International oil producers are girding for carbon emission costs that may surge to almost 10 times the current prices in Europe, the world’s largest greenhouse gas market, as governments around the world step up efforts to curb climate change.
Exxon Mobil Corp., the biggest energy company by market value, is basing plans for future capital investments on the assumption that it will have to pay $60 a metric ton for carbon emissions.
That’s the most among 11 U.S. and European companies that provided figures in a report released yesterday by CDP, a nonprofit that compiles environmental performance data for investors. Royal Dutch Shell Plc and BP Plc are planning on $40, and Total SA anticipates a carbon cost of $34, according to the New York-based group formerly known as the Carbon Disclosure Project.
Those estimates compare to European Union carbon credits that gained 1.7 percent to 4.72 euros ($6.46) at 4:20 p.m. in London, according to data compiled by Bloomberg. Companies involved in extracting and processing hydrocarbons such as crude oil and natural gas must ensure that multibillion-dollar investments remain profitable for decades under even the strictest environmental rules, said Deborah Gordon, a senior associate at the Carnegie Endowment for International Peace’s energy and climate program.
“Nobody builds infrastructure that costs tens of billions of dollars to last for a 5- or 10-year lifespan,” said Gordon, a former Chevron Corp. chemical engineer. “These things are built to have 100-year lifetimes, so these companies have to think about what regulatory regimes will look like way beyond the next presidential election cycle.”
Oil producers and power generators are the biggest users of internal carbon price estimates for long-term planning among the companies that disclosed specific figures, CDP said. Ameren Corp., a St. Louis-based electricity and gas distributor, uses a $30 carbon benchmark. ConocoPhillips, the Houston oil explorer that spun off its refineries and chemical plants last year, employs carbon estimates that range from $8 to $46.
Exxon has been factoring future carbon costs into project planning since 2007, Alan Jeffers, a spokesman for the Irving, Texas-based company, said in an e-mail.
“Although climate policies remain uncertain today, for the purposes of our business planning we assume that governments will continue to gradually adopt a wide variety of more stringent policies to help stem greenhouse gas emissions,” he said.
Other companies plugging carbon costs into planning assumptions include Google Inc. and Walt Disney Co., according to CDP. Google, the Mountain View, California-based online search provider, uses a $14 benchmark while Disney ranges from $10 to $20, according to the report.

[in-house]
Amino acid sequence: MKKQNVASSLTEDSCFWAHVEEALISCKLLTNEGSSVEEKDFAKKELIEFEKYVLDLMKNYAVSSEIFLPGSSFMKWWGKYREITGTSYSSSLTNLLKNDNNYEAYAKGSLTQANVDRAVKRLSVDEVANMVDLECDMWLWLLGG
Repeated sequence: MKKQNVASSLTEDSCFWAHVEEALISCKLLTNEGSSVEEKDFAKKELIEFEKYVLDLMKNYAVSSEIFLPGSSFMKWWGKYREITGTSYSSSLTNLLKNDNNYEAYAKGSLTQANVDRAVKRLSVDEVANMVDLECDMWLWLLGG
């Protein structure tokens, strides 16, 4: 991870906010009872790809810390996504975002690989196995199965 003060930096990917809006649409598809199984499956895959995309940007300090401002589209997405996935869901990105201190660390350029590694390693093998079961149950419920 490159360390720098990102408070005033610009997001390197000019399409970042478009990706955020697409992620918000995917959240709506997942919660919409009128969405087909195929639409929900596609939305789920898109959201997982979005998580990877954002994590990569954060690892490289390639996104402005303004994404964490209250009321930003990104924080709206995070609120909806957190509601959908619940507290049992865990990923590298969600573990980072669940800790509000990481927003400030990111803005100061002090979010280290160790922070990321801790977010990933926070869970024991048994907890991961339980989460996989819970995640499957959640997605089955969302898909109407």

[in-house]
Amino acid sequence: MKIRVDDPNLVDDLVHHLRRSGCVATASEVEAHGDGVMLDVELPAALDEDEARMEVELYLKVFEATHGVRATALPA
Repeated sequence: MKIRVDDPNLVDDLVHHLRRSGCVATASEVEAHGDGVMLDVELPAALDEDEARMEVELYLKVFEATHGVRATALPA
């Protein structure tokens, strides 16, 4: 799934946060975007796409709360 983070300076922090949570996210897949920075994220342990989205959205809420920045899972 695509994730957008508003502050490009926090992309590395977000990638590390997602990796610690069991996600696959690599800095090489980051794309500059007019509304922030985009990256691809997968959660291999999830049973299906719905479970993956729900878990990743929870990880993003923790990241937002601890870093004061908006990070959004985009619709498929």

Nine states in the U.S. Northeast sold carbon allowances for $3 a ton today, according to a statement from the non-profit Regional Greenhouse Gas Initiative. The allowances covered 38.3 million tons of emissions. The RGGI’s member states are Connecticut, Delaware, Maine, Maryland, Massachusetts, New Hampshire, New York, Rhode Island and Vermont.
Oil and gas companies face “asymmetric risks” that regions currently without significant greenhouse-gas limits will impose costs or penalties in the future that may threaten the profitability of major capital investments such as offshore platforms or refineries, Guy Turner, chief economist at Bloomberg New Energy Finance in London, said in a telephone interview.
“We are in an incredibly uncertain environment right now with some countries going forward, some going back, so these companies are trying to future-proof their investments,” Turner said. “No one knows what’s going to happen with carbon policy over the next 10 or 20 years.”
Some countries are backtracking on climate-change policies, including Australia, which is debating legislation to repeal a carbon tax.
Carbon emissions from burning fossil fuels are expected to set off a chain reaction of higher temperatures, rising seas and violent weather systems, Sanford C. Bernstein & Co. said in a June note to clients. Among energy producers, BP and Shell are among the most at risk because of the large fuel-producing plants they own in low-lying areas close to oceans, Sanford’s Oswald Clint, Rob West and Iain Pyle said in the note.
Sea levels may rise as much as 2 meters (6.6 feet), swamping refineries, liquefied natural gas terminals, oil-tanker berths and even Shell’s Pearl gas-to-liquids plant in Qatar, which was built just 3 feet above sea level, the Sanford analysts wrote.
Sea levels already are on the rise, having climbed 15 to 20 centimeters during the 20th century, the Sanford analysts said, citing research published in the Journal of Geodynamics last year. More worrying, the analysts said, is that the rate has been accelerating in the past decade.
As more and more carbon is belched into the atmosphere and temperatures escalate, the world’s oceans are projected to rise another 0.5 to 2 meters by the end of this century, the Sanford analysts said, citing estimates compiled by the National Research Council, which advises the U.S. government on scientific matters.
“Companies that have international operations are especially astute to carbon pricing as a response to the regulatory environments in which they operate, such as Europe or Australia, where GHG emissions reductions are mandatory and covered by mandatory cap-and-trade programs or carbon taxes,” the CDP said in its report.